Elotuzumab demonstrated notable response rates as combination therapy in a phase II study of patients with relapsed or refractory multiple myeloma.
Bone marrow aspirate showing multiple myeloma.
Elotuzumab, a novel targeted therapy that induces cell breakdown and death in certain cancerous cells, demonstrated notable response rates as combination therapy in a phase II study of patients with relapsed or refractory multiple myeloma.
The humanized monoclonal antibody, developed by Bristol-Myers Squibb, targets the cell surface glycoprotein CS1, which is expressed in the tumor cells of more than 95% of patients with multiple myeloma but is minimally expressed in normal cells.
In the ongoing trial, 73 patients previously treated with 1 to 3 prior therapies were enrolled. Patients received lenalidomide and low-dose dexamethasone with either elotuzumab 10 mg/kg or elotuzumab 20 mg/kg.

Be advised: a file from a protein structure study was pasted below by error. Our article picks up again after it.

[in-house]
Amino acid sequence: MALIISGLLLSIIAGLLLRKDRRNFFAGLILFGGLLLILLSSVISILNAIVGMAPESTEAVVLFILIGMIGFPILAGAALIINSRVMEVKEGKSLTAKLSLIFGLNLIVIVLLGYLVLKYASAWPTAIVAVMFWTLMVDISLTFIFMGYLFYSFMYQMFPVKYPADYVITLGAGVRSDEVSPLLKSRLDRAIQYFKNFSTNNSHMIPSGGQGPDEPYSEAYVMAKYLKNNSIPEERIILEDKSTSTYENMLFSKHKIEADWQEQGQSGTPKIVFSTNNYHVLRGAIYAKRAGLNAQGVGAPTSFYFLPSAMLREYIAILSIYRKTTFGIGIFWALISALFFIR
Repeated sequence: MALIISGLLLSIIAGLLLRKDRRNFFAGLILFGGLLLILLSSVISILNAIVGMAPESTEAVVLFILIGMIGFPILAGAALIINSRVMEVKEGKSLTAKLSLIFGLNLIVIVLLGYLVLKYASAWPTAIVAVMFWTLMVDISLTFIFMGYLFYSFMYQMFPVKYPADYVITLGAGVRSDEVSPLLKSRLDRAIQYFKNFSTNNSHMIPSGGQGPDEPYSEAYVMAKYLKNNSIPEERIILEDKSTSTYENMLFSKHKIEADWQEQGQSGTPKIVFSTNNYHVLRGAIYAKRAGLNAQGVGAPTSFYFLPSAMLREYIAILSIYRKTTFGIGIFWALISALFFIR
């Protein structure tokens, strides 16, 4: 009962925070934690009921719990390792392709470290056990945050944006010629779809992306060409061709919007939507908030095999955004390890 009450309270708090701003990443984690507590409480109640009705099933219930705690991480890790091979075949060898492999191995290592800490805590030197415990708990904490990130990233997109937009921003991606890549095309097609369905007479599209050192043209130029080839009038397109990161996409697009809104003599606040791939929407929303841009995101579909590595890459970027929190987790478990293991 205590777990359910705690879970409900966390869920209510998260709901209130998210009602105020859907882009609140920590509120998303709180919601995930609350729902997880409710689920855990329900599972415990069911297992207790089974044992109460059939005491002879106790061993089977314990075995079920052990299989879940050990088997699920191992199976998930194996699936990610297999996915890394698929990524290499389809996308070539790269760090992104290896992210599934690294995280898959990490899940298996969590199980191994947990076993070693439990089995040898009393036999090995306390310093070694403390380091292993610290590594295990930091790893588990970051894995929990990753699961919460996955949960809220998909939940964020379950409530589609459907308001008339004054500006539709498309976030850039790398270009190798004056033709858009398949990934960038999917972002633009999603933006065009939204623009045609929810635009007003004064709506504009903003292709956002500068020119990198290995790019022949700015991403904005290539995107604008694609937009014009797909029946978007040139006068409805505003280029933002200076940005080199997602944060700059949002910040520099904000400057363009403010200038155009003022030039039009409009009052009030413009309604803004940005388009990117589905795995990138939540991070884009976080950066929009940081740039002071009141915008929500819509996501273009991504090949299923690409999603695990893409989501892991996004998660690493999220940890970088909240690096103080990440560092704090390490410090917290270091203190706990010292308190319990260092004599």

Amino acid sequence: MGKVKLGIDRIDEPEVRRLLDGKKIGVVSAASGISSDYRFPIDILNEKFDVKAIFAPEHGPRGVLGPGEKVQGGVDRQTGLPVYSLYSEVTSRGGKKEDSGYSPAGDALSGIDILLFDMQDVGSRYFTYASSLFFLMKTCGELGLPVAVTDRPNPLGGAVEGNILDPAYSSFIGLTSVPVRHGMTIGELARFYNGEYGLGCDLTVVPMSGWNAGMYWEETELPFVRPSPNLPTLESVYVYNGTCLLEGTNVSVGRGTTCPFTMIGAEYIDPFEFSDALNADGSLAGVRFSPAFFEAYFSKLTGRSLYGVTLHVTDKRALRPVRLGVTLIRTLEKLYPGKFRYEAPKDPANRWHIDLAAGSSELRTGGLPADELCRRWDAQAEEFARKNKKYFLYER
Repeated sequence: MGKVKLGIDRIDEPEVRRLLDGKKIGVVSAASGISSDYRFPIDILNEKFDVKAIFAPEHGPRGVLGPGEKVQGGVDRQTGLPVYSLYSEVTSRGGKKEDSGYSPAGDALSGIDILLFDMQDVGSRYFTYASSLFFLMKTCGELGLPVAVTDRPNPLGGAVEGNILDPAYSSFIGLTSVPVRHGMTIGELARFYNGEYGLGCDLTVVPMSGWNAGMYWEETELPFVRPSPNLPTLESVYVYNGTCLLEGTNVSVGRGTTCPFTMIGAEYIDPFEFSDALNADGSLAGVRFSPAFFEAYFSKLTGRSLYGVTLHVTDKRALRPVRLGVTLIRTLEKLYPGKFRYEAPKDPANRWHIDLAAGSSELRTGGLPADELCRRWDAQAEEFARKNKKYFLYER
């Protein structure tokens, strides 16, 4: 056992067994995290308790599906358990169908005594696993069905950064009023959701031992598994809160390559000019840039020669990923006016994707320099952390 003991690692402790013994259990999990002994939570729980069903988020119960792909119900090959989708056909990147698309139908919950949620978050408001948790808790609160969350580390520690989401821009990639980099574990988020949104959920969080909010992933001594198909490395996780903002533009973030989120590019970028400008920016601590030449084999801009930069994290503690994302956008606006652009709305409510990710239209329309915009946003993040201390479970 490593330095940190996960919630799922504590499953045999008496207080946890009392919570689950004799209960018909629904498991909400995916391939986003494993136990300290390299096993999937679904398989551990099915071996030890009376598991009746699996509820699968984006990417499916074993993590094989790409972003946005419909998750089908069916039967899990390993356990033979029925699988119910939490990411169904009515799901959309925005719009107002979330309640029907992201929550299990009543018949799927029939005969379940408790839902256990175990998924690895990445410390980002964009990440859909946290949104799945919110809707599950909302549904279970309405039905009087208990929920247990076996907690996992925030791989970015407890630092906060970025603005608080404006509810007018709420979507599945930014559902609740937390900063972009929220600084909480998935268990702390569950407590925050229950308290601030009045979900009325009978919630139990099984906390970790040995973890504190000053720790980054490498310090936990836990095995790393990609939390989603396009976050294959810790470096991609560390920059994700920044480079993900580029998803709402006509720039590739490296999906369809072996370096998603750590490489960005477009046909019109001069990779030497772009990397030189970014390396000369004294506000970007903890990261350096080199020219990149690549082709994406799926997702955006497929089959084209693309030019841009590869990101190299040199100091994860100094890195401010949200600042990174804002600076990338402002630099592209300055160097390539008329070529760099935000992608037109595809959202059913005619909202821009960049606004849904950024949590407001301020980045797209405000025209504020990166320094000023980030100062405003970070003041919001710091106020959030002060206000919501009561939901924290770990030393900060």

Of the 36 patients in the elotuzumab 10 mg/kg group, 33 (92%) achieved an objective response rate (ORR), while a 100% ORR was achieved in patients who had received 1 prior therapy before treatment. Of the 37 patients in the elotuzumab 20 mg/kg arm, 27 (73%) achieved an ORR, and an ORR of 82% was seen in patients who received only 1 prior therapy.
After a 14.1-month median follow-up, between 65% and 75% of patients treated with elotuzumab 10 mg/kg combination therapy achieved progression-free survival (PFS). The most common grade 3/4 treatment-emergent adverse events were neutropenia (16%), thrombocytopenia (16%),and lymphopenia (16%).
Two phase III trials incorporating elotuzumab are currently underway. The ELOQUENT 1 study is assessing PFS in previously untreated patients who received elotuzumab 10 mg/kg plus lenalidomide and low-dose dexamethasone, while the ELOQUENT 2 study is assessing PFS in patients with relapsed or refractory multiple myeloma receiving the same dosage.
Lonial S, Jakubowiak AJ, Jagannath S, et al. A phase 2 study of elotuzumab in combination with lenalidomide and low-dose dexamethasone in patients with relapsed/refractory multiple myeloma. Blood. ASH Annual Meeting. 2011;118(21): abstr 303.